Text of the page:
At 4:08 p.m. he tallied the day, gave me a recap and issued a report card. We talked about our mistakes and our triumphs. We went over what is on tap for tomorrow. Had I been in the office this discussion would have been held at 3:30 p.m.
(We do these sessions repeatedly. They are hard. It is hard to rate yourself every minute. I always figure it is like those brutal remonstration sessions that Mao put people in the '60s and '70s, you know some sort of cultural revolution nightmare. But it keeps us honest and alerts us to what earnings and macro numbers might hit us over the head the next day. Jeff tallies our performance every day after the market closes. I go over our realized gains and losses. He is more fanatical about this than I am. It used to be the other way around. I don't know which one is healthier.)
We made money; heck, that is what it is about, last I looked
. (Yeah, we are not in a charity business. I live for my writing, in part because there has to be more than the tally. But the tally feels darn good after a fine day and we smack fists on great ones.)
So while I feel tired from the move I feel great about the profit and loss. I told him I would be in tomorrow at 4:30 a.m., work out and then listen to a Yahoo! replay of the conference call if one is available.
(I have beaten myself enough about Yahoo!. There is getting to be an awful lot of negative sentiment about Yahoo! I don't share it. Enough with the bad
deal already. The integration just got started and the Yahoo! people are smart people and will figure it out.)
Since I feel like I let people down today in this unplanned outage -- the move was supposed to take three hours but it took nine -- I wanted to send this off.
(Sorry for the length.)
: Emotional day. When I worked with my wife we would routinely take off Thursdays and Fridays and trade out of our house in Bucks County. It was so fabulous. We could play with our young daughter, see my dad (who lives nearby) and have a great time while we made some money. But the fund got too big, the job too hard and then, after our second child, my wife stopped trading. For years she held out that I would slow down and we would go back to some sort of day off at Bucks County where I could benignly check in, but I just couldn't do it. Two years ago she remade my office into a bedroom.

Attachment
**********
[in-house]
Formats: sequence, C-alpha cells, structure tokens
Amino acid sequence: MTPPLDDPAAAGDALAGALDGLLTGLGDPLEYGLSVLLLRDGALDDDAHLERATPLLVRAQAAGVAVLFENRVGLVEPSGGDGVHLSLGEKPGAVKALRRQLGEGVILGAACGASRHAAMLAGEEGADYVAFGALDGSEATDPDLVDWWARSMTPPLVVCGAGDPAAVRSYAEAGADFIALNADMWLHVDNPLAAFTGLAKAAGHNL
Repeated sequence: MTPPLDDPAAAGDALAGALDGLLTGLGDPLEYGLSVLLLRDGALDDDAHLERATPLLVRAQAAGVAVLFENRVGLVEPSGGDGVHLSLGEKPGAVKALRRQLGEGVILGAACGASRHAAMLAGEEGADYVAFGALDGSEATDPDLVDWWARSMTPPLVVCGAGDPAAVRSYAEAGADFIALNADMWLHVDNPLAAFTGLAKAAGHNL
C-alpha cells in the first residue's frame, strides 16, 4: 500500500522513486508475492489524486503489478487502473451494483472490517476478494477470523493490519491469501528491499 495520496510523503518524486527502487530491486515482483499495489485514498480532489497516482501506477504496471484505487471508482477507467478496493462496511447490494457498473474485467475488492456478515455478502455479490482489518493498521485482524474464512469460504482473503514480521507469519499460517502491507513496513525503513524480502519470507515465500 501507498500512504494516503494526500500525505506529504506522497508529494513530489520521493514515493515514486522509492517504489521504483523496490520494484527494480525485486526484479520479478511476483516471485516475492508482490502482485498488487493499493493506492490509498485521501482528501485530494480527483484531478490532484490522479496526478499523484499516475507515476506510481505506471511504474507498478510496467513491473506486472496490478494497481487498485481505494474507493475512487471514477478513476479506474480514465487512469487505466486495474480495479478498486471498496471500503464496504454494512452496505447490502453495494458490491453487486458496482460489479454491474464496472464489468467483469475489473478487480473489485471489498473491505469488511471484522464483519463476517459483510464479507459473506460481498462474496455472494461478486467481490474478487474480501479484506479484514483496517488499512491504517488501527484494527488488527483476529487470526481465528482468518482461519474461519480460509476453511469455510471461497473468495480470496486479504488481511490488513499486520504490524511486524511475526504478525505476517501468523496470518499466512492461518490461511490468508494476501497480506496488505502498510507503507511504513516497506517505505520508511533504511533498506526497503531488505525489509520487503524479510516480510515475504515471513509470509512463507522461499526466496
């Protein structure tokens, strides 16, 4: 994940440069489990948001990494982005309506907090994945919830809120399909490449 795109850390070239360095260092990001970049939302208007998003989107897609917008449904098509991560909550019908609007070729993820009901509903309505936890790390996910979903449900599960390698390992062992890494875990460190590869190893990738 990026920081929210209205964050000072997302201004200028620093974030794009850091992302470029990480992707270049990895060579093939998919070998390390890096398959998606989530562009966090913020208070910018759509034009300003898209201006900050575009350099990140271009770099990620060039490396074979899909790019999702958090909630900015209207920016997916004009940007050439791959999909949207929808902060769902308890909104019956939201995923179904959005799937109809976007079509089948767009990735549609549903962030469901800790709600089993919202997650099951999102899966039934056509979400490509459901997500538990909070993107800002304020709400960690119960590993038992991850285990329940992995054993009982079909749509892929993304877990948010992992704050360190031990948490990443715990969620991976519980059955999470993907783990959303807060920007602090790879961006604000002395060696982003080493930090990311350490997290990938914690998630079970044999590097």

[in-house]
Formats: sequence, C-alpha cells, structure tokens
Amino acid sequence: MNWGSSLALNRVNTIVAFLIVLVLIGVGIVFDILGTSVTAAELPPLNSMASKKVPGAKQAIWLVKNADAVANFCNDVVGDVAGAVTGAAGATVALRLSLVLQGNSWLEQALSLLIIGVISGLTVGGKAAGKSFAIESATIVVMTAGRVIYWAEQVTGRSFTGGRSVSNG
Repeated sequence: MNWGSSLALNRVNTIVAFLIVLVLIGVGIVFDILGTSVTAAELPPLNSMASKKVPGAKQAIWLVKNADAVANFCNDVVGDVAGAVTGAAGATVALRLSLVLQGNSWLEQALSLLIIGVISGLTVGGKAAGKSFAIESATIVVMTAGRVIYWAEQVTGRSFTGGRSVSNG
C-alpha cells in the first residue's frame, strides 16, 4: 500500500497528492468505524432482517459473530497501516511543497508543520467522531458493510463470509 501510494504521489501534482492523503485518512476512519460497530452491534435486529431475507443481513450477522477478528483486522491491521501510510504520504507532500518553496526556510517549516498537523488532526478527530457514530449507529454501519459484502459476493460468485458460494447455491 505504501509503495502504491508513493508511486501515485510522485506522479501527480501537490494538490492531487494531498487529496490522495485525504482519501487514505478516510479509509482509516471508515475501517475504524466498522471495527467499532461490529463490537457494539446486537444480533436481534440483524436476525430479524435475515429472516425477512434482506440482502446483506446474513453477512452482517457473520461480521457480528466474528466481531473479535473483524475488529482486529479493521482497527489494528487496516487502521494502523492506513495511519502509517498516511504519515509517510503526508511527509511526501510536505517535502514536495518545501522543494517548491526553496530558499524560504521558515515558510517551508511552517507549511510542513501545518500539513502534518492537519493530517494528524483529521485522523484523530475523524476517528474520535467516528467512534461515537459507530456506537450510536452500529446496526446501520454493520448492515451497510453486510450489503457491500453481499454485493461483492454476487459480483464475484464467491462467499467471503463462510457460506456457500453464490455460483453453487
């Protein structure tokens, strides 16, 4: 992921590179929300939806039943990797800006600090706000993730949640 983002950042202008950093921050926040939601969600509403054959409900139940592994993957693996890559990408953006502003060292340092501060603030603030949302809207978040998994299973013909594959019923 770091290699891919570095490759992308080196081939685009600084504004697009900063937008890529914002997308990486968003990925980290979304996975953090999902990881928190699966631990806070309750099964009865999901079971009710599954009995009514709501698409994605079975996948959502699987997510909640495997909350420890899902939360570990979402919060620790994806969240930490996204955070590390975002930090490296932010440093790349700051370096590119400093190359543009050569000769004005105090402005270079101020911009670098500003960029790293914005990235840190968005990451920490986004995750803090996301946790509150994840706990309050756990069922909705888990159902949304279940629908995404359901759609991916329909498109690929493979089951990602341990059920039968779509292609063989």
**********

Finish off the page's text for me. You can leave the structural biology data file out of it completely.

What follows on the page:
(Somehow, when you are running other peoples' money, they don't like you kicking back on Thursdays and Fridays and I don't blame them.)
No matter, the township we were in changed the zoning laws and poof! our farm, surrounded by other farms, became fortress farm in the midst of a massive suburb.
(Ten-acre to two-acre will do it every time!)
In the end it was barely a retreat and it was time to go. The memories, however, will always be there.
(As always, it is the stuff with your kids that reduces you to tears. The tree house that I built with the help of my kids, a bunch of old doors and some plywood, I just can't get it out of my head. Settlement was Friday. Still hard to think about it.)
Back to my usual sked tomorrow.
James J. Cramer is manager of a hedge fund and co-founder of TheStreet.com. At the time the original version of this column was published, his fund was long Yahoo!, AlliedSignal, International Paper, Georgia-Pacific, Microsoft, Motorola, Nokia and priceline.com. At the time this rewrite was published, his fund was long Yahoo!, AlliedSignal, International Paper, Georgia-Pacific, Microsoft, Motorola, Nokia and Goldman Sachs. His fund often buys and sells securities that are the subject of his columns, both before and after the columns are published, and the positions that his fund takes may change at any time. Under no circumstances does the information in this column represent a recommendation to buy or sell stocks. Cramer's writings provide insights into the dynamics of money management and are not a solicitation for transactions. While he cannot provide investment advice or recommendations, he invites you to comment on his column at